Page Type Page Type: Route
Location Lat/Lon: 39.97487°N / 105.29268°W
Additional Information Route Type: Scrambling
Seasons Season: Spring, Summer, Fall
Additional Information Time Required: Half a day
Additional Information Rock Difficulty: 5.0 (YDS)
Sign the Climber's Log
NOTE - This route currently crosses through a permanent bat closure and is clearly signed. You'll have to bypass a section of the route.


Fumbledeedum is an adventurous route to the top of Dinosaur Mountain. It starts in Bear Canyon and works its way up via a series of ramps and gullies passing obstacles like blocks, poisonous plant-life, chockstones and even caves along the way. The scrambling is difficult at times but is not exposed enough to cause alarm (in most places). This would be an excellent practice for people interested in alpine scrambling routes when the high country is still snowed in.

Fumbledeedum works its way up through a maze of rock.

Getting There

Park at NCAR at the end of Table Mesa Drive in Boulder. I'm sure there are multiple ways to approach this but NCAR makes the most sense to me.

Image Title
The Route

Route Description

Getting up this route can be a bit confusing. The trail systems are very good while on the main trails but getting up into Bear Canyon seems very roundabout. Here is a map of the trails. The views are very nice and you should enjoy the hike in. I will explain how to get to the start of the scramble and a few hints. I'll try to leave some of the fun route-finding up to you to preserve the adventure of heading to somewhere new.

Starting at the NCAR trailhead, follow the signs towards Mallory Cave until you reach the Mesa Trail. Follow the Mesa trail south (left) towards Bear Canyon passing a stream along the way.

Bear Canyon
Nice place for a snack.

After the stream the Mesa Trail will head past Bear Canyon before bending up and back towards the canyon. Take the trail junction into Bear Canyon and towards Bear Peak.

Fumbledeedum Go this way

As the trail heads along the side of Bear Canyon start paying attention to mass of rock on the side of Dinosaur Mountain. The stream is now way below you but will get closer and closer as you continue up the trail. Just about when the stream meets the trail you will pass a large flat rock on the right. Here is where you leave the trail and head down and over the stream.

Fumbledeedum Walk down this rock and cross the stream.

Here it gets a little confusing and I'm going to start being vague. There is a faint trail in places but it does not always lead in the right direction so stay awake and look sharp.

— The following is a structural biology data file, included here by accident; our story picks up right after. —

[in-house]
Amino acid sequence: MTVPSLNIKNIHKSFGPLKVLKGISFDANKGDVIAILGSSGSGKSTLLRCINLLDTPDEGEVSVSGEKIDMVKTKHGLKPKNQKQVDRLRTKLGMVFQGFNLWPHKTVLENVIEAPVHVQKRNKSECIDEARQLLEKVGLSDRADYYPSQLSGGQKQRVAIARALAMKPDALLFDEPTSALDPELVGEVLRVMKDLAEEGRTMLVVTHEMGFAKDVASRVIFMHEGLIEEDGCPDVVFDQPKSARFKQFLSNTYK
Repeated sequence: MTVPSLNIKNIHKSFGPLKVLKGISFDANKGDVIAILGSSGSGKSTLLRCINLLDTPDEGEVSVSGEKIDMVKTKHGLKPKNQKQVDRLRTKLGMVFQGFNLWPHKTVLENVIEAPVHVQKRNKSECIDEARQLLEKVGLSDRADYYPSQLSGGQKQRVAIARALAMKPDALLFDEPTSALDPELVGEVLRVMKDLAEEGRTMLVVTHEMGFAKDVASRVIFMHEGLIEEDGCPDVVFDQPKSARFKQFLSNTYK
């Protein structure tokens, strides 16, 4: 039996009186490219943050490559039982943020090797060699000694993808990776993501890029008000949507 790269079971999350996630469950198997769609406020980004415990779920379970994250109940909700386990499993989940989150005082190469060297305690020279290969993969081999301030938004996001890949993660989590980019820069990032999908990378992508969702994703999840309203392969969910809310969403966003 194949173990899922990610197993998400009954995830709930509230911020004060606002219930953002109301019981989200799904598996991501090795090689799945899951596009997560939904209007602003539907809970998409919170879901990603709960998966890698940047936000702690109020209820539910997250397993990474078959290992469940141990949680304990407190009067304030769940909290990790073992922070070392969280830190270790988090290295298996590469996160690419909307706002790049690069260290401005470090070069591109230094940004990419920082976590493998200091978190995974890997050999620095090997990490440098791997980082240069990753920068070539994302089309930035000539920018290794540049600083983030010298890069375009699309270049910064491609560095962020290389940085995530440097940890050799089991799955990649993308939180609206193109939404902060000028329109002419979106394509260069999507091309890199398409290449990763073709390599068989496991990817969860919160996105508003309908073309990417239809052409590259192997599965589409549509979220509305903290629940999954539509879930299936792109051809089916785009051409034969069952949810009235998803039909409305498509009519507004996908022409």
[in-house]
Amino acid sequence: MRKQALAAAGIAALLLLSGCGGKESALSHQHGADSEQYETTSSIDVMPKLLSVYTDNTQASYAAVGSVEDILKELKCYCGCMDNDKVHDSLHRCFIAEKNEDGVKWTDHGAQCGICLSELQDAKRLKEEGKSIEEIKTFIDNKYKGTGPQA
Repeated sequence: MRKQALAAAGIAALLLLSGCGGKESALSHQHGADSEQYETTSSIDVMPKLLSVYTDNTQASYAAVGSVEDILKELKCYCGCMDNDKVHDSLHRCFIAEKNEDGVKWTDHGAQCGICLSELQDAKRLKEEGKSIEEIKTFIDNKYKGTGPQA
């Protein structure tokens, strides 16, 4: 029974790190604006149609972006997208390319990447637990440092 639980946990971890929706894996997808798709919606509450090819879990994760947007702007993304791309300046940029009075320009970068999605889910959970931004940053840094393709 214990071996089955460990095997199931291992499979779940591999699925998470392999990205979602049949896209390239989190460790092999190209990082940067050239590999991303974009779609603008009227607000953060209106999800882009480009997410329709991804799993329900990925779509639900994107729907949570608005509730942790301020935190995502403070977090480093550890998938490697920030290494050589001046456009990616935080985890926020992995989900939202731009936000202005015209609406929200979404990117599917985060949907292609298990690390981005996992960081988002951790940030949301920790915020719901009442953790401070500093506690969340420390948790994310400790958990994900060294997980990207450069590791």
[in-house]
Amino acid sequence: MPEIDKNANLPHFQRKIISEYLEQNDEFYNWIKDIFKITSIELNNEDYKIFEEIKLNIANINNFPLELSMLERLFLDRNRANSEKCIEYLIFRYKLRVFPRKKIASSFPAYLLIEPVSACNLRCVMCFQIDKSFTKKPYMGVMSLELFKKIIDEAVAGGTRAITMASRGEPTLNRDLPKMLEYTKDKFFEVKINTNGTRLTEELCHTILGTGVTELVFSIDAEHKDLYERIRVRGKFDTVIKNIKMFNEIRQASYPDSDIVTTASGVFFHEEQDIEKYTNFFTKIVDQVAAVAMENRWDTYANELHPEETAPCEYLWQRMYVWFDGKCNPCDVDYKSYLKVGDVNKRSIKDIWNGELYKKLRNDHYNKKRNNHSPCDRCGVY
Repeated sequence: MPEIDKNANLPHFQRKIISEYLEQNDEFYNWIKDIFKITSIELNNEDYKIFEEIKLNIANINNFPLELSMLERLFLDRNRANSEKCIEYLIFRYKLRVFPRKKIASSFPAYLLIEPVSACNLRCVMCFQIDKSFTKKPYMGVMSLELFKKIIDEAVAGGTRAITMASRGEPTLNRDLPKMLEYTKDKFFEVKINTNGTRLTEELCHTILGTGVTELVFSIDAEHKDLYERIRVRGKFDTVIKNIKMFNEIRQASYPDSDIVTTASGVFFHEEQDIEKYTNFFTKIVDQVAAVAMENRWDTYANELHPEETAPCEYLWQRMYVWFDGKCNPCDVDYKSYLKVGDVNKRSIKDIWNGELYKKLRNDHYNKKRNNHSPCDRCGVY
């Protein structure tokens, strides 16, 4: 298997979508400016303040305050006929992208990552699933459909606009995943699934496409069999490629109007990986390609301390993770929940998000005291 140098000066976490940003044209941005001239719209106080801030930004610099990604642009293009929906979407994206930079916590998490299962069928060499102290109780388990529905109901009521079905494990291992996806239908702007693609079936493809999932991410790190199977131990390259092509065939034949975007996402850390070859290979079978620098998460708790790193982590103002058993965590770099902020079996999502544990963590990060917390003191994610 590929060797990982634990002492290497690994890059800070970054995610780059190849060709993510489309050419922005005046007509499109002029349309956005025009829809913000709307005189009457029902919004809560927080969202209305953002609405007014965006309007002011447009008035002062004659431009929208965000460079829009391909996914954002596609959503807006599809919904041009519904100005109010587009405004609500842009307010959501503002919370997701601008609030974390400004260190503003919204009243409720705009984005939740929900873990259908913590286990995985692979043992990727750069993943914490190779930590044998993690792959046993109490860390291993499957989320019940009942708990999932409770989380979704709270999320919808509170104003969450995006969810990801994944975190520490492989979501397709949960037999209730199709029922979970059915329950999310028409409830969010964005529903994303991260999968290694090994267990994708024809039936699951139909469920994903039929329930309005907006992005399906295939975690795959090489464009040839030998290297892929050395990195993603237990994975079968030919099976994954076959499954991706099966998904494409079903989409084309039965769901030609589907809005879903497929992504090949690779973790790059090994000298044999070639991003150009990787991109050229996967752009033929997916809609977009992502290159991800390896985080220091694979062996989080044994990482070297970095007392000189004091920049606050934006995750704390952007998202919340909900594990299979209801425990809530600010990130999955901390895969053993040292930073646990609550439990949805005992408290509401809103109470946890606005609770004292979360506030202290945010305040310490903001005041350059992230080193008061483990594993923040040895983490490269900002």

You need to head up alongside a large rock and move over to the next gully over through a break to the right.

Fumbledeedum This is looking up from the main trail. The break you use to move gullies is clearly seen.

You will know you are on route when you see a large boulder forming a cave above you. This is the first of several and you bypass the first one on the left. The second cave you tackle head on a squeeze up through a fun chimney in the back and this is perhaps the crux of the route.

Fumbledeedum Passing the first cave on the left.
Fumbledeedum Squeezing through the second. Had to push the packs through first.

Now work your way up the ramp of rock you're on picking your way through the rocks/caves/brush making it as easy or hard as you want. There are a few awkward class 4 or low class 5 moves you can make but it is rarely exposed enough to worry.

Once at the summit (make sure you get on the right one, some other descriptions describe a lower block), you can descend the route past Mallory Cave as described here.

Essential Gear

Ten Essentials.

A Helmet is not a bad idea to keep you from whacking your head in the cave sections.

Long pants for poison ivy.

Not good toilet paper!

External Links

This route is free of the regular annual closures in the Flatirons. Under unusual conditions the upper saddle of Dinosaur Mountain can be closed so check here before you go.

A map of the Flatirons trails isn't really needed but it is nice to know where you are on the main trails.
Other photos of the route that might help.



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Parents refers to a larger category under which an object falls. For example, theAconcagua mountain page has the 'Aconcagua Group' and the 'Seven Summits' asparents and is a parent itself to many routes, photos, and Trip Reports.